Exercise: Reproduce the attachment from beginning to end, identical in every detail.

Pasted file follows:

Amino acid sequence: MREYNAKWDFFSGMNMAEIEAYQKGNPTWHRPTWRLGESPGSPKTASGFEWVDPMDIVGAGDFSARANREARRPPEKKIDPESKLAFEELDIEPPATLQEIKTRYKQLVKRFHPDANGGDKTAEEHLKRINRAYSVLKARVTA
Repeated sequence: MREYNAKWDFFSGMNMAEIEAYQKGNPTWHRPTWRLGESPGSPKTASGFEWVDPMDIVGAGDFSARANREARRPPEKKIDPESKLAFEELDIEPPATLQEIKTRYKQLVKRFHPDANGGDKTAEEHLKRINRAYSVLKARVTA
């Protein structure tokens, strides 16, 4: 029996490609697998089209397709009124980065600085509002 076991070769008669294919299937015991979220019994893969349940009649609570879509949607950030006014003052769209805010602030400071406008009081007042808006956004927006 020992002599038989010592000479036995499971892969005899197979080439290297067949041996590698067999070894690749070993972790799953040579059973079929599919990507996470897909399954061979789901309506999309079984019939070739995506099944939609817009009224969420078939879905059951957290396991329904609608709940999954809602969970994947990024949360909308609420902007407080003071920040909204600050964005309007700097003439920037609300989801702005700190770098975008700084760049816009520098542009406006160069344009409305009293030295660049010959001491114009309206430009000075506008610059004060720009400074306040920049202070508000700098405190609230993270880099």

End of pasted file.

Amino acid sequence: MREYNAKWDFFSGMNMAEIEAYQKGNPTWHRPTWRLGESPGSPKTASGFEWVDPMDIVGAGDFSARANREARRPPEKKIDPESKLAFEELDIEPPATLQEIKTRYKQLVKRFHPDANGGDKTAEEHLKRINRAYSVLKARVTA
Repeated sequence: MREYNAKWDFFSGMNMAEIEAYQKGNPTWHRPTWRLGESPGSPKTASGFEWVDPMDIVGAGDFSARANREARRPPEKKIDPESKLAFEELDIEPPATLQEIKTRYKQLVKRFHPDANGGDKTAEEHLKRINRAYSVLKARVTA
């Protein structure tokens, strides 16, 4: 029996490609697998089209397709009124980065600085509002 076991070769008669294919299937015991979220019994893969349940009649609570879509949607950030006014003052769209805010602030400071406008009081007042808006956004927006 020992002599038989010592000479036995499971892969005899197979080439290297067949041996590698067999070894690749070993972790799953040579059973079929599919990507996470897909399954061979789901309506999309079984019939070739995506099944939609817009009224969420078939879905059951957290396991329904609608709940999954809602969970994947990024949360909308609420902007407080003071920040909204600050964005309007700097003439920037609300989801702005700190770098975008700084760049816009520098542009406006160069344009409305009293030295660049010959001491114009309206430009000075506008610059004060720009400074306040920049202070508000700098405190609230993270880099």